Squish squash: Maryland farmers see meager pumpkin crops after wet summer

The rainy summer and fall in much of the Mid-Atlantic state has many local farmers are importing pumpkin from the mid-western states. (Kenneth K. Lam, Baltimore Sun video)

Maryland farmers say their gourds are far from handsome or abundant this fall after an unusually wet summer drowned the state’s pumpkin crops.

As 2018 marks one of Maryland’s rainiest seasons on record, pumpkins are the latest seasonal joy — along with outdoor movies, festivals and baseball games — to be ruined by the rain.


“Pumpkins prefer dry weather,” said Steve Weber of Weber’s Cider Mill Farm in Parkville. “You can make more pumpkins in dry weather than wet weather. It wasn't a good growing season.”

Soils have remained saturated across Maryland since the beginning of the growing season. Rainfall levels surged above normal starting in May, and accelerated from there, with torrents of precipitation coming in mid-July and again in September as pumpkins matured on the vine.


Brenda Strohmer of Strohmer’s Farm in Woodstock said her crop yielded only about 25 percent of what was planted, with many of her pumpkins coming in stunted.

“They’re supposed to be 30 pounds, but I’ll be lucky if they’re 15,” said Strohmer, adding that a lack of sunshine probably contributed to the pumpkins’ sizes.

Some of her gourds are still green, she said.

Strohmer has been swapping her smaller pumpkins with other nearby farms that produced only a larger variety, though every farmer is struggling, she said.

Weber said he does not know of any local farmers who are selling their own pumpkin crop this fall. In times of trouble, local farmers like Weber keep seasonal customers happy by stocking fruits and veggies imported in bulk from other states and purchased at produce auction houses.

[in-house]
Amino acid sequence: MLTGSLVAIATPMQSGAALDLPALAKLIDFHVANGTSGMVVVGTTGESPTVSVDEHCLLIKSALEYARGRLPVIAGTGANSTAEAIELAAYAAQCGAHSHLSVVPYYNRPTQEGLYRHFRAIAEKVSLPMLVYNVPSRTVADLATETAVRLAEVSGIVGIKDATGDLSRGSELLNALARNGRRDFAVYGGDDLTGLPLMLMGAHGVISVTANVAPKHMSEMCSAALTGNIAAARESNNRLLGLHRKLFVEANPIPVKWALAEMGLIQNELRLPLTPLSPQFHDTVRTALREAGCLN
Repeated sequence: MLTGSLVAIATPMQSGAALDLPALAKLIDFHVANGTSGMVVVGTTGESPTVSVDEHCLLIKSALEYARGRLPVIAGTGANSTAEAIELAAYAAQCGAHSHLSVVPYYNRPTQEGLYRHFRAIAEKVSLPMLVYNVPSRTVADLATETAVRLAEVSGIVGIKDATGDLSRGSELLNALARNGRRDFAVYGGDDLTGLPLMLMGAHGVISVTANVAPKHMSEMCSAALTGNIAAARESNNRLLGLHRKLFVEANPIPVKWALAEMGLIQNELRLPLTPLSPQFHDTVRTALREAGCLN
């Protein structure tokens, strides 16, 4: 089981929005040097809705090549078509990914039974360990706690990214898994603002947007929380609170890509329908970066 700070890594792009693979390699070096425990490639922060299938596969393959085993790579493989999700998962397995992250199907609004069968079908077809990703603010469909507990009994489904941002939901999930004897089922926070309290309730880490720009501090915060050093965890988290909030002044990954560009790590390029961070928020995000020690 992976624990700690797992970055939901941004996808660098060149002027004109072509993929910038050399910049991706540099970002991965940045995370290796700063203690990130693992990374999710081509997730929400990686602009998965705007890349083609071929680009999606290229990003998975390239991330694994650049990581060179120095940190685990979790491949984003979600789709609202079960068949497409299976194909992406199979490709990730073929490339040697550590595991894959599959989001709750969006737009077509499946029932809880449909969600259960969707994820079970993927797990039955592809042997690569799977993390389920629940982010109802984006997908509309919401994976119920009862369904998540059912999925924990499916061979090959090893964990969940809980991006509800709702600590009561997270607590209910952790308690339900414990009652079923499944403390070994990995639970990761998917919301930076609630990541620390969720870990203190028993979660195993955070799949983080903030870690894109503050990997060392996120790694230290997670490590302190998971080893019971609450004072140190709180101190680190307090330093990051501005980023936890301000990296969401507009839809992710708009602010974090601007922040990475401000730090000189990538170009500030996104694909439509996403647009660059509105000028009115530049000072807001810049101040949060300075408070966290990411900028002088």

Inches and inches of rain over the summer in Maryland have cause frustrations for farmers during the apple harvest.

Weber headed Tuesday to Buffalo Valley Produce Auction in Mifflinburg, Pa., to stock up on pumpkins shipped from the Midwest.

“Every year there's always pumpkins somewhere and you put some on a truck and send them where they're needed,” Weber said. “This ain’t no big deal, but you might see some price increases because it costs freight money to bring them in from Indiana and Ohio.”

Buffalo Valley’s manager, Neil Courtney, said the auction house saw a big increase in business this year because the pumpkin crop was so poor in Maryland and Southern Pennsylvania.

Farmers who have lost pumpkins are likely out of luck when it comes to crop insurance coverage, said Kathi Levan, crop insurance manager for MidAtlantic Farm Credit. The squash variety is not eligible for such policies in Maryland, though some farmers may seek coverage for pumpkin losses under what are known as "whole farm" policies, which ensure farmers their historic revenue across all commodities.

According to data from the U.S. Department of Agriculture, insurance policies on pumpkin crops are sold only in Illinois.

Weber's Cider Mill Farm, a third-generation 14-acre farm in Parkville that produces fruits, vegetables, raises turkeys, operates a bakery on the premises, is entering its busiest season: Autumn. Sunny fall weekends bring crowds for hayrides, a hay maze, to pick pumpkins and visit barnyard animals.

There’s been enough rain to put Maryland on pace for what might be its wettest year on record.

More than 55 inches of rain — more than 20 inches above normal — has fallen so far this year at Baltimore-Washington International Thurgood Marshall Airport, the region's point of record. BWI gets about 42 inches of precipitation in a normal year, and 2003 was its wettest on record, with nearly 63 inches.


The National Weather Service estimates rainfall has been even more extreme in other parts of the state. Radar suggests 60 to 70 inches of rainfall so far this year, as much as twice normal levels, across much of Baltimore, Carroll, Frederick and Harford counties.

Despite the soggy pumpkin fields, Weber was not too discouraged over the loss of jack-o’-lantern fodder. In his experience, farmers who grow pumpkins do not rely solely on the orange gourd for profits.

Weber, for example, used pumpkins to fill his strawberry patch after the fruit’s season had waned.

“It’s still a good year for apples and peaches,” he said.

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